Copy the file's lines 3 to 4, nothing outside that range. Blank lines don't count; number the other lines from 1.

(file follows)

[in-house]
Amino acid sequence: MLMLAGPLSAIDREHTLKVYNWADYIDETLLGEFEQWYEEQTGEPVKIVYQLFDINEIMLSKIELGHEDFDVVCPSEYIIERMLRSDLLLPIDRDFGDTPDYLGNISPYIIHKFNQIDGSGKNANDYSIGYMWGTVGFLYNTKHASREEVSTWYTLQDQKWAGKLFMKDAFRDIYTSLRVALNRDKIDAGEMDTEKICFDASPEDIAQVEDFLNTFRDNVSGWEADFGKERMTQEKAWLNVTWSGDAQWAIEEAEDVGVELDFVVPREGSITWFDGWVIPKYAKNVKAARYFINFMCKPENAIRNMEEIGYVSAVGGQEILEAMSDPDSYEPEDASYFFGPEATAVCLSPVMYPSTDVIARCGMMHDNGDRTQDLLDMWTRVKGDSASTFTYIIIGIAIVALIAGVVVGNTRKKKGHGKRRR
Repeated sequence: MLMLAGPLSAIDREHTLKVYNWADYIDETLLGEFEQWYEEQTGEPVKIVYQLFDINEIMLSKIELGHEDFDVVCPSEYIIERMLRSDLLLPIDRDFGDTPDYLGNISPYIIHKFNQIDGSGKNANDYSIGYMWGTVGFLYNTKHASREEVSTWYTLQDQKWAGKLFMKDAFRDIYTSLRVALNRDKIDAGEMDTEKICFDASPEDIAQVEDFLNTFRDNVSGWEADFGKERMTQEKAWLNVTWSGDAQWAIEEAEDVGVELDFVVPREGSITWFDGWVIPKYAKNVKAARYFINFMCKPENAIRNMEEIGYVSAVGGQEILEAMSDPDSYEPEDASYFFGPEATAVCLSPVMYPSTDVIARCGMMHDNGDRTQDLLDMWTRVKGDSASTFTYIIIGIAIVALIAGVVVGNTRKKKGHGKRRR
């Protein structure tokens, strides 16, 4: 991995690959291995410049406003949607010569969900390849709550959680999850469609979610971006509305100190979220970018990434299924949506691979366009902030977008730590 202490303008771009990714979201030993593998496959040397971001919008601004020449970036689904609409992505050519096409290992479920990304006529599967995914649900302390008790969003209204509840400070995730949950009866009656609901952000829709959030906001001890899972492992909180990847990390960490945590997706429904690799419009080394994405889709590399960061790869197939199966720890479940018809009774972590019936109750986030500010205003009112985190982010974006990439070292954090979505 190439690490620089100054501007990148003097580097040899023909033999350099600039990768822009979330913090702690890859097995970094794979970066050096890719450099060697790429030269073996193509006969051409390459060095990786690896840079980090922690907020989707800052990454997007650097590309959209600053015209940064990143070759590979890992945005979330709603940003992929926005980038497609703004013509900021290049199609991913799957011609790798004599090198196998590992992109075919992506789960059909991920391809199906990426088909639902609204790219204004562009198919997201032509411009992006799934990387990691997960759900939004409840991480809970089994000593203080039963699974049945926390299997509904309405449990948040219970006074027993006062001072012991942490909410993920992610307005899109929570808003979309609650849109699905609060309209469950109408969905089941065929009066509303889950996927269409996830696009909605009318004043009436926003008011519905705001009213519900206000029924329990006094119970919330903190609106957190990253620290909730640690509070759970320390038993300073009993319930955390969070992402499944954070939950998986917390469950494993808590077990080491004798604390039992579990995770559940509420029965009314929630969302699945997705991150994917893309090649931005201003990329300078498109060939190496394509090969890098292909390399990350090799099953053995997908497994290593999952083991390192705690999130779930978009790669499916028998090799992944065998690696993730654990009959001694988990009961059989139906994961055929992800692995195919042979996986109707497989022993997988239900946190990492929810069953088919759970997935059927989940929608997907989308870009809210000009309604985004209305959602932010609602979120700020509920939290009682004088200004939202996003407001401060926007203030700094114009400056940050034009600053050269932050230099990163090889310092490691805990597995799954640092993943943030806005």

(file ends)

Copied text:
Repeated sequence: MLMLAGPLSAIDREHTLKVYNWADYIDETLLGEFEQWYEEQTGEPVKIVYQLFDINEIMLSKIELGHEDFDVVCPSEYIIERMLRSDLLLPIDRDFGDTPDYLGNISPYIIHKFNQIDGSGKNANDYSIGYMWGTVGFLYNTKHASREEVSTWYTLQDQKWAGKLFMKDAFRDIYTSLRVALNRDKIDAGEMDTEKICFDASPEDIAQVEDFLNTFRDNVSGWEADFGKERMTQEKAWLNVTWSGDAQWAIEEAEDVGVELDFVVPREGSITWFDGWVIPKYAKNVKAARYFINFMCKPENAIRNMEEIGYVSAVGGQEILEAMSDPDSYEPEDASYFFGPEATAVCLSPVMYPSTDVIARCGMMHDNGDRTQDLLDMWTRVKGDSASTFTYIIIGIAIVALIAGVVVGNTRKKKGHGKRRR
């Protein structure tokens, strides 16, 4: 991995690959291995410049406003949607010569969900390849709550959680999850469609979610971006509305100190979220970018990434299924949506691979366009902030977008730590 202490303008771009990714979201030993593998496959040397971001919008601004020449970036689904609409992505050519096409290992479920990304006529599967995914649900302390008790969003209204509840400070995730949950009866009656609901952000829709959030906001001890899972492992909180990847990390960490945590997706429904690799419009080394994405889709590399960061790869197939199966720890479940018809009774972590019936109750986030500010205003009112985190982010974006990439070292954090979505 190439690490620089100054501007990148003097580097040899023909033999350099600039990768822009979330913090702690890859097995970094794979970066050096890719450099060697790429030269073996193509006969051409390459060095990786690896840079980090922690907020989707800052990454997007650097590309959209600053015209940064990143070759590979890992945005979330709603940003992929926005980038497609703004013509900021290049199609991913799957011609790798004599090198196998590992992109075919992506789960059909991920391809199906990426088909639902609204790219204004562009198919997201032509411009992006799934990387990691997960759900939004409840991480809970089994000593203080039963699974049945926390299997509904309405449990948040219970006074027993006062001072012991942490909410993920992610307005899109929570808003979309609650849109699905609060309209469950109408969905089941065929009066509303889950996927269409996830696009909605009318004043009436926003008011519905705001009213519900206000029924329990006094119970919330903190609106957190990253620290909730640690509070759970320390038993300073009993319930955390969070992402499944954070939950998986917390469950494993808590077990080491004798604390039992579990995770559940509420029965009314929630969302699945997705991150994917893309090649931005201003990329300078498109060939190496394509090969890098292909390399990350090799099953053995997908497994290593999952083991390192705690999130779930978009790669499916028998090799992944065998690696993730654990009959001694988990009961059989139906994961055929992800692995195919042979996986109707497989022993997988239900946190990492929810069953088919759970997935059927989940929608997907989308870009809210000009309604985004209305959602932010609602979120700020509920939290009682004088200004939202996003407001401060926007203030700094114009400056940050034009600053050269932050230099990163090889310092490691805990597995799954640092993943943030806005």